The lack of diversity within the labour markets
Callander is heavily reliant upon service sector employment, primarily within the tourist industry, while in Duns the largest employers are light manufacturers and food processors. However, both study areas suffered from a lack of diversity in the terms of skill gradient within their labour markets. Young people did not join the labour market in entry level jobs and then progress to better quality work as they matured and became more skilled. Rather, most gained employment relatively easily but undertook tasks which could be learned quickly, lacked intrinsic satisfaction and were poorly paid.
"Oh, it's just, if you can imagine a jumper, it's sewing these bits together. Sewing the arms on, all day, every day. ...Oh, it's just boredom, total boredom." (Jenny)
The young people said that such employment was acceptable in some circumstances (ie when living in the parental home prior to setting up an independent household, or as summer work while studying), but was inadequate in the longer term. Graduates had little choice but to seek work in other parts of the country.
Setting up home and getting work
Young people from both study areas had to relocate in order to attend higher education. For many, starting in higher education therefore coincided with setting up their first home. On graduation, many returned to their rural home for a short period before once again moving (normally to an urban area). The main reason given for returning was to live cheaply with parents whilst paying off student debt.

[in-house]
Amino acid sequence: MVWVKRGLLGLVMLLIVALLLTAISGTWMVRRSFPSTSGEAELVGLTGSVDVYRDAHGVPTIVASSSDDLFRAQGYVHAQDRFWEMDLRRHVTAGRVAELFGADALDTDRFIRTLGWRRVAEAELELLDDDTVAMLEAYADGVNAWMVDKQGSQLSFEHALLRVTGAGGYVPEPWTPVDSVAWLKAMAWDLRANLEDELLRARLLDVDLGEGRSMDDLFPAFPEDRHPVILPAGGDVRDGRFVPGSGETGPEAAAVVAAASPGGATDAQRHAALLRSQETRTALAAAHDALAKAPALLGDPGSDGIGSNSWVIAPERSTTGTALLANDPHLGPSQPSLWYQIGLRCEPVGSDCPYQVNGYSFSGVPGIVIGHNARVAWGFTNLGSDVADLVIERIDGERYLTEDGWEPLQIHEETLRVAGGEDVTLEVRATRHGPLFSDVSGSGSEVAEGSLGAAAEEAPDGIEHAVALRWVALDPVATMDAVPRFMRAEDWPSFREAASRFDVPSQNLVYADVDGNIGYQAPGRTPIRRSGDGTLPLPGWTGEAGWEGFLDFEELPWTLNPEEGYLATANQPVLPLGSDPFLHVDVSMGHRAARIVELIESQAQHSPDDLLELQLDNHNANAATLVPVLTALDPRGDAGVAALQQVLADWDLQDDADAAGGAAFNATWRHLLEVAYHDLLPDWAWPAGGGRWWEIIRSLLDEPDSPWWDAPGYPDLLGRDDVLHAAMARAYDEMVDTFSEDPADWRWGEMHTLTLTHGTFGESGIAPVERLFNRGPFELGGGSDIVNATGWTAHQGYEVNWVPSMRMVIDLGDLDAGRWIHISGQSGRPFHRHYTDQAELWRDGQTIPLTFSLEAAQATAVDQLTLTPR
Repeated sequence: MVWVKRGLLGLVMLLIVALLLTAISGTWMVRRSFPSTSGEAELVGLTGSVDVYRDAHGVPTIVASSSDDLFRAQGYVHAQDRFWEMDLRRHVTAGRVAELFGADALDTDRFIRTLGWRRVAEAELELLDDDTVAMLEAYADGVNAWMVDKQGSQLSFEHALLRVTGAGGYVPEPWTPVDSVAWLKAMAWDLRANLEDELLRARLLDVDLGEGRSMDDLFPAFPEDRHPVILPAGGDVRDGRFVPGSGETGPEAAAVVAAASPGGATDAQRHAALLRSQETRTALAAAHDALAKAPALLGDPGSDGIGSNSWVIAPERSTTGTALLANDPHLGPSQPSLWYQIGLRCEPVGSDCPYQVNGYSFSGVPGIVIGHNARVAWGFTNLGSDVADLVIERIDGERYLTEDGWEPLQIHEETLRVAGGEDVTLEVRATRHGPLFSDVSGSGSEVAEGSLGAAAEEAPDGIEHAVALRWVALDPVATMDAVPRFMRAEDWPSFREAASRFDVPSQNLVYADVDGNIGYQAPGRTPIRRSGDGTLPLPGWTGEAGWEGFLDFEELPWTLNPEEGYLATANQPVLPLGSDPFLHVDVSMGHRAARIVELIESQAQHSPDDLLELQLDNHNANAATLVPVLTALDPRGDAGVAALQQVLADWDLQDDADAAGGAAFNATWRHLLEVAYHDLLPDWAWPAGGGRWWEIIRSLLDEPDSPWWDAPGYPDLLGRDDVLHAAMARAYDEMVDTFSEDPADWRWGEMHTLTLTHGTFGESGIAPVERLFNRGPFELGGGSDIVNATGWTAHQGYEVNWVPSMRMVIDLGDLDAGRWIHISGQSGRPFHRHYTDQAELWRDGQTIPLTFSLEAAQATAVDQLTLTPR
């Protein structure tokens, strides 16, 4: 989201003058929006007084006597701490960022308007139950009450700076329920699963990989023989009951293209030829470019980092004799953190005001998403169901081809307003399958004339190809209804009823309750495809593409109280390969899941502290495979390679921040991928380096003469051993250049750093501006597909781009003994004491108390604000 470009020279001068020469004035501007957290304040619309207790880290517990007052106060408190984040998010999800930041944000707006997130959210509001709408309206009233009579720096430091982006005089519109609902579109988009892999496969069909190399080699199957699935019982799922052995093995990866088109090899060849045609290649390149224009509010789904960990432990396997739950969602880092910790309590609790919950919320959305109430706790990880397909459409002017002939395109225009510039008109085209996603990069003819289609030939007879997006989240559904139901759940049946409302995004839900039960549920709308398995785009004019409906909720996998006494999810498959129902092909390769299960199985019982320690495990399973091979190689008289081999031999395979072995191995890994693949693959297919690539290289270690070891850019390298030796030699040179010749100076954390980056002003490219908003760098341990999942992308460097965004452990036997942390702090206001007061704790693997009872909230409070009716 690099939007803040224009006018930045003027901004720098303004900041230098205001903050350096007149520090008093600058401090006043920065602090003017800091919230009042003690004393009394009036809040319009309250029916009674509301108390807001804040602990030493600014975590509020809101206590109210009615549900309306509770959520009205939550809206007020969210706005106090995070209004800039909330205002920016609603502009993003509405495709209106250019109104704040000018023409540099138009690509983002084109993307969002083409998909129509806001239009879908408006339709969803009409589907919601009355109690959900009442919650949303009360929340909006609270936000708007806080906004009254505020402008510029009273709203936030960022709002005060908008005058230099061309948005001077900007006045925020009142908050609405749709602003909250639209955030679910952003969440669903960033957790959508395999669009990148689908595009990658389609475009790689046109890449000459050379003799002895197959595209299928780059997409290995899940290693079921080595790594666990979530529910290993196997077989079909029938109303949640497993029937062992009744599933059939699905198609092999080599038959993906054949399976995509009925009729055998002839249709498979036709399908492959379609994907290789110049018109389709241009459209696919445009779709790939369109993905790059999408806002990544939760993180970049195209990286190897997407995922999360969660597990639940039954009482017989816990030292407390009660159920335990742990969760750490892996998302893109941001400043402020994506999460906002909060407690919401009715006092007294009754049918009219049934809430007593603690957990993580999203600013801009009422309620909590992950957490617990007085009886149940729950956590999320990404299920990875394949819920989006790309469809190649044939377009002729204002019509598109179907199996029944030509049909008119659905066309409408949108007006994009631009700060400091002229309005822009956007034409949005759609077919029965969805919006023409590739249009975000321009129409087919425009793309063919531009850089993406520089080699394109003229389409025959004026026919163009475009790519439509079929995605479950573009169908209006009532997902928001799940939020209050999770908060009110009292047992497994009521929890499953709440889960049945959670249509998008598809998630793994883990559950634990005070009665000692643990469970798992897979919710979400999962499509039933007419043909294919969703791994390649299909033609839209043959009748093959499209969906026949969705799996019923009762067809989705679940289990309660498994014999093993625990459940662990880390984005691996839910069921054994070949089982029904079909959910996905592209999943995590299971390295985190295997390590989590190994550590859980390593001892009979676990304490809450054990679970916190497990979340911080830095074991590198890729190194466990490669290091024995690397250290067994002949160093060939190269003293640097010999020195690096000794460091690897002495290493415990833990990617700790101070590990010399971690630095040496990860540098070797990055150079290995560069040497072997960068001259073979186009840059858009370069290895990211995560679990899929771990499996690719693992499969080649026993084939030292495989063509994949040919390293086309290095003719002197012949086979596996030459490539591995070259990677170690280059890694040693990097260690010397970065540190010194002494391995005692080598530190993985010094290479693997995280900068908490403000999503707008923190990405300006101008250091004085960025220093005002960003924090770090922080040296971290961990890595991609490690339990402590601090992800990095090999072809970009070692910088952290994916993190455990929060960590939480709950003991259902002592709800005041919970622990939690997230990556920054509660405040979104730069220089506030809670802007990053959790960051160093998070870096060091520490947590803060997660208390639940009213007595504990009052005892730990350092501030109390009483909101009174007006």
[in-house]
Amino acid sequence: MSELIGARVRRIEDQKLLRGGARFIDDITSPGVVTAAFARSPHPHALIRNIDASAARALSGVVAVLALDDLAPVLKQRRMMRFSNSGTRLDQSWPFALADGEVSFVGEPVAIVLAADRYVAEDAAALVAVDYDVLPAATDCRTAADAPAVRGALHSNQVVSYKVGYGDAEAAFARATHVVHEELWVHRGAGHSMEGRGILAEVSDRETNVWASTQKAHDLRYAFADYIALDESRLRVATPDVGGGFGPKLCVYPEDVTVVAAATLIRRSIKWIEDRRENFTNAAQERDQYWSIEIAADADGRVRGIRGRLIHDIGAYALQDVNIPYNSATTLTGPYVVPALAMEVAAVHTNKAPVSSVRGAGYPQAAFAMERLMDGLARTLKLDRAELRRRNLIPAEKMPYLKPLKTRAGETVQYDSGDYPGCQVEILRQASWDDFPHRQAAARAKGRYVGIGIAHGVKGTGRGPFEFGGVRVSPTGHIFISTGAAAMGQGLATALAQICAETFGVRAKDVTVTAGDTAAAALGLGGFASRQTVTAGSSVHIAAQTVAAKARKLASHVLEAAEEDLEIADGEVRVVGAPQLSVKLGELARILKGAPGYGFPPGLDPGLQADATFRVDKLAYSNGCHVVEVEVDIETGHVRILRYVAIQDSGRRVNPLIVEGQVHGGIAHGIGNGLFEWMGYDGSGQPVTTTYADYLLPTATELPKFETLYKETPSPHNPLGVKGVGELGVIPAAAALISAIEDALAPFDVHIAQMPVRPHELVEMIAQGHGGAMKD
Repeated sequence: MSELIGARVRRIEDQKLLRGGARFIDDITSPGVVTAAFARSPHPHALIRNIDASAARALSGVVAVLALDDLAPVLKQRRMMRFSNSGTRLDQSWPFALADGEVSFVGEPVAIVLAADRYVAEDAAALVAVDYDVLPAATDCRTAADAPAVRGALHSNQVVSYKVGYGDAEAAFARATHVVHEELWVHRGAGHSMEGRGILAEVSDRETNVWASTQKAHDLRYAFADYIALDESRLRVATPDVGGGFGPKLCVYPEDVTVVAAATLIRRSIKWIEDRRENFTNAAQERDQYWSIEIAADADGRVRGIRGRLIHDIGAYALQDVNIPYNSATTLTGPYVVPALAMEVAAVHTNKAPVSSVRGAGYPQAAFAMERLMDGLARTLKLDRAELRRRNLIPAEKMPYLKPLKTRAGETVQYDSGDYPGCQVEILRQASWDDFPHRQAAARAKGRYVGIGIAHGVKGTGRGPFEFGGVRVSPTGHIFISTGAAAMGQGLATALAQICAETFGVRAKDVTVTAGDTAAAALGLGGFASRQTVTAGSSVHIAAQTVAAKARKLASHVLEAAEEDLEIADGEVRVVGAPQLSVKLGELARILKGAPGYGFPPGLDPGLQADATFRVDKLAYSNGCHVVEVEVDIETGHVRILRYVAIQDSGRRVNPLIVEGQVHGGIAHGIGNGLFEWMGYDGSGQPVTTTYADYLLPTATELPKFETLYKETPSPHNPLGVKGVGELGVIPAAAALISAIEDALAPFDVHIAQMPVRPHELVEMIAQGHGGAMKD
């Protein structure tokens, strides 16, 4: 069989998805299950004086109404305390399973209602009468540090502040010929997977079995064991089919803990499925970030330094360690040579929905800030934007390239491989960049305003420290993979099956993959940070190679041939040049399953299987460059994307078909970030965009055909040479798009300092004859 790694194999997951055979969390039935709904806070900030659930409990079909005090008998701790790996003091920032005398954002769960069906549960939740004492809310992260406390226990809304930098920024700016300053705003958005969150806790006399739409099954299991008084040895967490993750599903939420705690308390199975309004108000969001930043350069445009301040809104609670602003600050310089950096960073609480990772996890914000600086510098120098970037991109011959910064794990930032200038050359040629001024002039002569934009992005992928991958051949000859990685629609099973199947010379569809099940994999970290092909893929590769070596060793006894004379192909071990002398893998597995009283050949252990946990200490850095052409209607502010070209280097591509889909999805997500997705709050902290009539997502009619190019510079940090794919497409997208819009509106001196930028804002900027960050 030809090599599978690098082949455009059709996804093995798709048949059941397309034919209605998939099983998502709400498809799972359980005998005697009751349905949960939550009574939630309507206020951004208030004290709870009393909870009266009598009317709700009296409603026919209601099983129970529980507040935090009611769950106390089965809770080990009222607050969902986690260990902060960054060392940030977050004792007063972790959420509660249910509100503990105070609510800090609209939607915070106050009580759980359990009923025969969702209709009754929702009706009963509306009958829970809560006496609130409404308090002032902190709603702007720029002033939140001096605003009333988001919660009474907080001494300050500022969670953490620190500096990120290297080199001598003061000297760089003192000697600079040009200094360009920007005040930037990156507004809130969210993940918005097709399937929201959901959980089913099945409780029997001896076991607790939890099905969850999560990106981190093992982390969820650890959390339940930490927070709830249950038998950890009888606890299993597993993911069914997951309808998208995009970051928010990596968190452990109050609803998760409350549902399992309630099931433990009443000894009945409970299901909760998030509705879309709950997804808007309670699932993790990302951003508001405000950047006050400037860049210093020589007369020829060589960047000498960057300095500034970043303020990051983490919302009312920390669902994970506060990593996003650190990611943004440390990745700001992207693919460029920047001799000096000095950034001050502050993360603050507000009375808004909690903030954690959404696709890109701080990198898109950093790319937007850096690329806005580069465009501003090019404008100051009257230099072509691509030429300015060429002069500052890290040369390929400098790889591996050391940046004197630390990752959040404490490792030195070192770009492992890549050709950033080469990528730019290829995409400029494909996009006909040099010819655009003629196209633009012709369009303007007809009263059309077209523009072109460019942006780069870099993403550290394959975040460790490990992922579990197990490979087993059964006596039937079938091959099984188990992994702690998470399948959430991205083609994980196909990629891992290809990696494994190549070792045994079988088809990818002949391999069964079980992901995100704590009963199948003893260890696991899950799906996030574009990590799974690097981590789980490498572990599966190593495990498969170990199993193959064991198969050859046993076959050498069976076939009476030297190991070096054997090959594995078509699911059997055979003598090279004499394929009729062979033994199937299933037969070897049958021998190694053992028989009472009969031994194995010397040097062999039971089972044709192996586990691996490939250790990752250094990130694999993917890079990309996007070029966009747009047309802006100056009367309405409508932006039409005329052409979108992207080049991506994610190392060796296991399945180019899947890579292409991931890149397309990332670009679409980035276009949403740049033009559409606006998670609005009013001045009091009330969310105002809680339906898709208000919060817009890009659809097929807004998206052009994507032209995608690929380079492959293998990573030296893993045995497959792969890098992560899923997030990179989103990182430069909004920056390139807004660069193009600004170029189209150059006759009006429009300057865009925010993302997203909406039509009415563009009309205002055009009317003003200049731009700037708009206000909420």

Graduates mainly looked for jobs in the national, rather than local, labour markets. These young people reported an increasing social distance between themselves and those who had not attended university. This reflected a combination of emotional and psychological separation prior to attending university and exposure to different ideas and ways of life once there.
Young people who did not attend higher education tended to live with their parents to an older age. The majority were employed; the average monthly net incomes of young people receiving wages were £576 in Callander and £536 in Duns. Parents commonly received only nominal 'digs money' and provided subsidised accommodation and food, for both graduates and non-graduates.
|HND or Degree||3||9|
|Left higher educations before graduating||4||5|
|Neven attended higher education||16||9|
|Current full-time student||7||7|
For young people who had not attended higher education, marriage/cohabitation and pregnancy were the main reasons for setting up their own home. However, with rising house prices and reduced public sector housing provision (due to 'right to buy' policies), young people with low incomes could often only get private rented sector accommodation. Much of this was located on outlying farms and estates and was of low quality; some lacked mains water and gas, much was reliant on solid fuel heating.
For most respondents, the tight-knit nature of their communities meant that social networks were a key way of getting both work and private rented housing. However, for a small minority a 'bad' reputation made finding employment or housing difficult, if not impossible. 'Bad' reputations could result from personal difficulties (for example, experiencing learning or mental health difficulties) or past behaviour (for example, illicit drug use or involvement in criminal activity).
"... half the time I feel like just pack the bags and just leave. But you just can't do that, but what's interesting in my life now- nothing. I can't do anything, can't work, there's nothing, the only thing I can do is walk about, sleep, walk about, sleep, walk about... I like to do things but there's nothing round here... it's just four walls, Sky TV and that's it or walk about." (Mathew).